Behind the robust U.S. equity performance was a steady flow of strong economic data which also pushed up U.S. 10-year yields 20 bps last month. S&P index analyst Howard Silverblatt writes:

The overall rationale for the U.S. outperformance is the perception that several parts of the world have re-entered a recession, while the U.S. continues to show a slow, but steady recovery.

Three snapshots for Friday

The correlation between individual country equity indices is rising again:

U.S. consumer spending jumps in February but income growth tepid.

Apple vs. RIM market value:

Three snapshots for Tuesday

Is now the time to shift to equities vs. bonds? Goldman Sachs think so and traditional valuation measures such as the equity risk premium (chart) make bonds look expensive relative to equities when compared to the average over the last 20 years.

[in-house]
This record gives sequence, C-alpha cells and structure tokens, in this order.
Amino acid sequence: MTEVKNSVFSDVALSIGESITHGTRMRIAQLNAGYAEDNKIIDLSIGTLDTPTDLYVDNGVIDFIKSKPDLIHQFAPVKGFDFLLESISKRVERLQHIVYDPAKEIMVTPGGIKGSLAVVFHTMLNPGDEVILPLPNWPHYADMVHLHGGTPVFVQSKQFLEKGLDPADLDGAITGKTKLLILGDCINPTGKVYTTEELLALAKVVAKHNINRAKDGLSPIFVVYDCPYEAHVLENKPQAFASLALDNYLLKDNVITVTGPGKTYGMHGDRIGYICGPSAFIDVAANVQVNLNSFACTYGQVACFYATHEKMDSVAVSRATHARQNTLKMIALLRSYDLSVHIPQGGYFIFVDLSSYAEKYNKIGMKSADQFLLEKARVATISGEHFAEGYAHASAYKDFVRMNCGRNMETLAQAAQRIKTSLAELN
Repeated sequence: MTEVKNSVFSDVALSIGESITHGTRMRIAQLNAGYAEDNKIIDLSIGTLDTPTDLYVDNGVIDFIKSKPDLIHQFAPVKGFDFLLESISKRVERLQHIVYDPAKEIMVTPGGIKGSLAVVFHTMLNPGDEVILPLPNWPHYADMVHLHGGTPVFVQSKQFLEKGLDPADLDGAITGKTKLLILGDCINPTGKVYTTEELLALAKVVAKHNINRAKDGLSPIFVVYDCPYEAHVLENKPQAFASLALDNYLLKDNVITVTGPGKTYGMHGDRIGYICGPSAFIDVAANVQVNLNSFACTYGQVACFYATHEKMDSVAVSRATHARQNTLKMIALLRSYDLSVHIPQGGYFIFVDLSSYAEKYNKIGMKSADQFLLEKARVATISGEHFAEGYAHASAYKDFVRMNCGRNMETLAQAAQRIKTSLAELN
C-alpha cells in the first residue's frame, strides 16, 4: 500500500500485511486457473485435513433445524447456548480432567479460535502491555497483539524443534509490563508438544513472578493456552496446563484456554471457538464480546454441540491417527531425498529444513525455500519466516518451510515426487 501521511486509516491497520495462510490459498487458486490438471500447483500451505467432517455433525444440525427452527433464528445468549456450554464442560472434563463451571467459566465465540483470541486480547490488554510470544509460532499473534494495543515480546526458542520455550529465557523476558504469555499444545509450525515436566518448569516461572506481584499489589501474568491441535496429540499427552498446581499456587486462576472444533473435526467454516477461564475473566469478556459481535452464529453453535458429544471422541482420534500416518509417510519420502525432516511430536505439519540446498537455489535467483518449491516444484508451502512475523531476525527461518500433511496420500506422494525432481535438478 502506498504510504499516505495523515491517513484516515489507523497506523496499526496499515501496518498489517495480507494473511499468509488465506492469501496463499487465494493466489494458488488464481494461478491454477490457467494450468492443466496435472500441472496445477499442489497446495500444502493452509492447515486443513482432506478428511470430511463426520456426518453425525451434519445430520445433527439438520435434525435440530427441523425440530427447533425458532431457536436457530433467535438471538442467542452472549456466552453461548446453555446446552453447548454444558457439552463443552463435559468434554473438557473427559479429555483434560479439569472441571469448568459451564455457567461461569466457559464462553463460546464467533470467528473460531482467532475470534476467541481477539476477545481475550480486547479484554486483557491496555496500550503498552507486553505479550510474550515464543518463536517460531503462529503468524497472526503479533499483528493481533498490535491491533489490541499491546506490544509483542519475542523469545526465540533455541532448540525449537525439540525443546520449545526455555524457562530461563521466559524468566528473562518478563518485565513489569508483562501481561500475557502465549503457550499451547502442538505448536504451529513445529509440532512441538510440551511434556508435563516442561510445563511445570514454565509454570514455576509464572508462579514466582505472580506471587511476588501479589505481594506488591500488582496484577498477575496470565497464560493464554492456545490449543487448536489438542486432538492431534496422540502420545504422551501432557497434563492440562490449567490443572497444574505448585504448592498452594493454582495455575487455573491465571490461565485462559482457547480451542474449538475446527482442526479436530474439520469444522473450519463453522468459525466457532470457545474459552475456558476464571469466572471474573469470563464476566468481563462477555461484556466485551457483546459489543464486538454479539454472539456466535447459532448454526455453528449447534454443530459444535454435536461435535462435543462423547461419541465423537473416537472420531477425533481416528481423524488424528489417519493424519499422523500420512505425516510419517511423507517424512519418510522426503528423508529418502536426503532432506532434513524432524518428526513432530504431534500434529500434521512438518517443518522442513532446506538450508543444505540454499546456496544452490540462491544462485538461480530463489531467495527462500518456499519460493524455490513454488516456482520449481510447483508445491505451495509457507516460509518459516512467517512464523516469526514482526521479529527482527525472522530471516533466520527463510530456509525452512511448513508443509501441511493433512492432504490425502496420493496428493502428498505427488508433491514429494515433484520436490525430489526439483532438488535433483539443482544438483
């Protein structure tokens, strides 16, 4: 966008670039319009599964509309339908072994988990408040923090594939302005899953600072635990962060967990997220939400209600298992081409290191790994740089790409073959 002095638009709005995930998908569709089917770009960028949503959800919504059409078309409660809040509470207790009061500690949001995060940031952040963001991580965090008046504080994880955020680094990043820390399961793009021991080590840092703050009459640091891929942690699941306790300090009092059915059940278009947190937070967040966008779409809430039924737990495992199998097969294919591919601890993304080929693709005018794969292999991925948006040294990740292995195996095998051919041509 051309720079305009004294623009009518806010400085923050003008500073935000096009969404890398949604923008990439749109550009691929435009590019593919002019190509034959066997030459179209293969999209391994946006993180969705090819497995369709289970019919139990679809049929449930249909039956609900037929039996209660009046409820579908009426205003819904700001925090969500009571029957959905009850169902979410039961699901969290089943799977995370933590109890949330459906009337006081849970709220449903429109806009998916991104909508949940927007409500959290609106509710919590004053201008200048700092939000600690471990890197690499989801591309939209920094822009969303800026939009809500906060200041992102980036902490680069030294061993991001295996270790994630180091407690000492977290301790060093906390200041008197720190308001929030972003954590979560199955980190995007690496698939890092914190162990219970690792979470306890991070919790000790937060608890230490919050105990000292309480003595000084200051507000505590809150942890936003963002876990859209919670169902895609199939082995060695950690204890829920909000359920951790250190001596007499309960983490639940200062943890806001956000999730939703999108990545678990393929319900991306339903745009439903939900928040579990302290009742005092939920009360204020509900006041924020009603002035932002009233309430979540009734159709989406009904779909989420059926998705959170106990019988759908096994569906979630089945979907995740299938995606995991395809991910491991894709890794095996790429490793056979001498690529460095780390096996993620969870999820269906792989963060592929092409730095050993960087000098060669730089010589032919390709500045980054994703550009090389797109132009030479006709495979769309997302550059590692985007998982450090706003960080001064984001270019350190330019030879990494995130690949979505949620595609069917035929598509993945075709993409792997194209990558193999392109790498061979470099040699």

It isn’t surprising that the performance of equities relative to bonds tends to be closely correlated with economic activity. However as the chart below shows this does break down from time to time, equities are currently still trailing bonds over a 12-month period while an ISM above 50 suggests equities should be winning.

Fed Chairman Ben Bernanke poured some cold water on the recent improvement in the U.S. jobs market yesterday. Today’s consumer confidence numbers were mixed, the “jobs hard to get” index rose to 41.0 per cent from 38.6 per cent the month before, but the “jobs plentiful” index also rose to 9.4 per cent from 7 per cent